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July 2, 2016

Corrupting "Earned media"

The Intercept reports on several news media who are selling special services at the national political conventions — meetings, cocktail parties, and more. The services are corrosive. Some are explicitly corrupt, “…they make explicit the inevitable failure of the distinction between “paid” and “earned” content.”making explicit the inevitable failure of the distinction between “paid” and “earned” content.

The less controversial services are corrosive because they let the media take money from the people they cover. Having spent a few decades as a marketing communications guy, I can promise you that in every business considering these offers, the conversation includes someone saying, “It doesn’t matter if no one comes to the cocktail party. It’d still improve our relationship with the publication.” Why? Because it’s a way to pay the journal money. That’s corrosive.

Larry Lessig points out that it’s not much different from news organizations tuning their coverage to their ratings. But such tuning at least caters to perceived piopular interest. These new services let an organization or candidate buy coverage despite a decided lack of public interest. It is worse than buying ads because the news media have traditionally had a “Chinese wall” between the advertising and editorial departments. This has been a fairly effective way of protecting editorial content from the direct influence of the marketing needs of the journal, even though the wall is sometimes breached, and Time Magazine has shamefully torn it down.

Once the media started letting companies pay for phony news coverage, they pretended to honor the breach by distinguishing “earned” and “paid” content. “Earned content” is coverage provided by media of events they think are newsworthy. “Paid content” is, well, paid content. Non-sleazebag companies and their PR reps expect media to mark paid content as paid for. Edelman, the world’s largest independent PR company, created ethical guidelines that not only say that the paid content must be well marked, but that Edelman will have its own Chinese wall between the processes by which earned content is pitched (“Yo, I have a client who’s invented a time travel machine. Wanna an interview? How’s yesterday for you?”) and the negotiations that result in the placement of paid content. (Disclosure: I had a tiny hand — Trump-sized — in drafting those guidelines.)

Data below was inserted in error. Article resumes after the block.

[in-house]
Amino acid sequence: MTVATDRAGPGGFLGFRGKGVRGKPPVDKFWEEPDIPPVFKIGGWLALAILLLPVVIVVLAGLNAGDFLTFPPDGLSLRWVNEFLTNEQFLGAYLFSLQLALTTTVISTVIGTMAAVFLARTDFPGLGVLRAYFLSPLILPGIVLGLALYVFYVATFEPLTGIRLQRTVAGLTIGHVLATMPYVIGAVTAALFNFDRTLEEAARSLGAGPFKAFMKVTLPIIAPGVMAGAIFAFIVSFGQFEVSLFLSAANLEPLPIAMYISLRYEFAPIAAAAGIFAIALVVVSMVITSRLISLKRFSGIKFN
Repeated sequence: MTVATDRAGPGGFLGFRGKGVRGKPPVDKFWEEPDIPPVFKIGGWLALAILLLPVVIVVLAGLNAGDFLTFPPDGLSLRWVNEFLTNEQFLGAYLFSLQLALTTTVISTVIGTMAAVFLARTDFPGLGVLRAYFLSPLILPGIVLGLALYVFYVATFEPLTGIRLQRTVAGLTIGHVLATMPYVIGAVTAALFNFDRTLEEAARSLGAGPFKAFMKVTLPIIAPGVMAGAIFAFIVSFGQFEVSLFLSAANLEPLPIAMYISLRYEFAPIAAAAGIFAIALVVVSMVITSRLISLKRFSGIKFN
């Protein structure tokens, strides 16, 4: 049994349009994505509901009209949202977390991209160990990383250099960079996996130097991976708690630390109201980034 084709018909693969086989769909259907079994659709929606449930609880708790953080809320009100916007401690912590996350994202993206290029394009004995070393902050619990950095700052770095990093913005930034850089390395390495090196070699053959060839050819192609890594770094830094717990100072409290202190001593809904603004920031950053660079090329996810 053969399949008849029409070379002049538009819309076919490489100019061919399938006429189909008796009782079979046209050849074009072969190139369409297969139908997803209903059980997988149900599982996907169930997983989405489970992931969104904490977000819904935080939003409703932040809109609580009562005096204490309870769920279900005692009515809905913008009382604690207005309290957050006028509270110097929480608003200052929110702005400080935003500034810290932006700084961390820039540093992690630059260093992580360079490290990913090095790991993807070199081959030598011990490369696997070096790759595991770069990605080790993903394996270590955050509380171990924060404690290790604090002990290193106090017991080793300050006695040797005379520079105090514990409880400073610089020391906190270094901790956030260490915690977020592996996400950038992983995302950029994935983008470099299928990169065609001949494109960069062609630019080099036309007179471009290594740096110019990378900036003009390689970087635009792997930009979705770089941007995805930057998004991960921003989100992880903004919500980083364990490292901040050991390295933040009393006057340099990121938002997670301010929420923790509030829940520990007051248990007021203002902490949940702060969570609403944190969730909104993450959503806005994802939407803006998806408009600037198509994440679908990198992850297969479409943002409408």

That’s better than nothing, but paid content still makes me queasy. Companies are willing to pay for content precisely because it looks like real coverage and thus tends to be taken more seriously than obvious ads. This erodes the phenomenological line between news and ads, which is bad for democracy and culture. Indeed, “the point of paid content is to erode the line. ”the point of paid content is to erode the line.

But letting candidates pay for interviews takes this to a whole new level. This is what The Intercept says:

Sponsors who pay $200,000 are promised convention interviews with The Hill’s editorial staff for “up to three named executives or organization representatives of your choice,” according to a brochure obtained by The Intercept. “These interviews are pieces of earned media,” the brochure says, “and will be hosted on a dedicated page on and promoted across The Hill’s digital and social media channels.”

The Hill says the resulting interviews will be earned media. Suppose the interview is stupid, boring, self-serving and non-newsworthy? If it weren’t, the client wouldn’t be paying for it. But The Hill is promising it’s going to run anyway because the client paid them $200,000. That is the very definition of paid content. So, by calling it “earned content,” The Hill can only mean that the article will not be marked as paid content, even though that is precisely what it is.

This corrupts the already corrosive practice of accepting paid content. It is disgraceful.

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December 15, 2014

[cluetrain] How Uber could end its PR nightmare

Uber’s hamfisted behavior continues to get it bad press. The latest: its “surge” pricing, algorithmically set according to demand, went up 400% in Sydney during the hostage-taking event.

Uber has responded appropriately, offering refunds, and providing free rides out of the area. At the same time, it’s keeping its pricing elevated to encourage more Uber drivers to get into their cars to pick up passengers there.

Some of my friends are suggesting that when someone at Uber notices surge prices spiking and it’s not snowing or rush hour, they ought to look into it. Fine, but here’s a radical idea for decentralizing that process:

Uber creates a policy that says that Uber drivers are first and foremost members of their community, and are thus empowered and encouraged to take the initiative in times of crisis, whether that’s to stop for someone in need on the street or to help the population get out of harm’s way during a civic emergency.

Then Uber rewards drivers for doing so.

That is, Uber’s new motto could be “Don’t be a dick.”


And for the other side of humanity: The #illridewithyou [I’ll ride with you] hashtag – Sydney folks offering to accompany Moslems who fear a backlash — makes you proud to be a human.


July 22, 2013

Paid content needs REALLY BIG metadata has just put up a post of mine about some new guidelines for “paid content.” The guidelines come from the PR and marketing communications company Edelman, which creates and places paid content for its clients. (Please read the disclosure that takes up all of paragraph 4 of my post. Short version: Edelman paid for a day of consulting on the guidelines. And, no, that didn’t include me agreeing to write about the guidelines)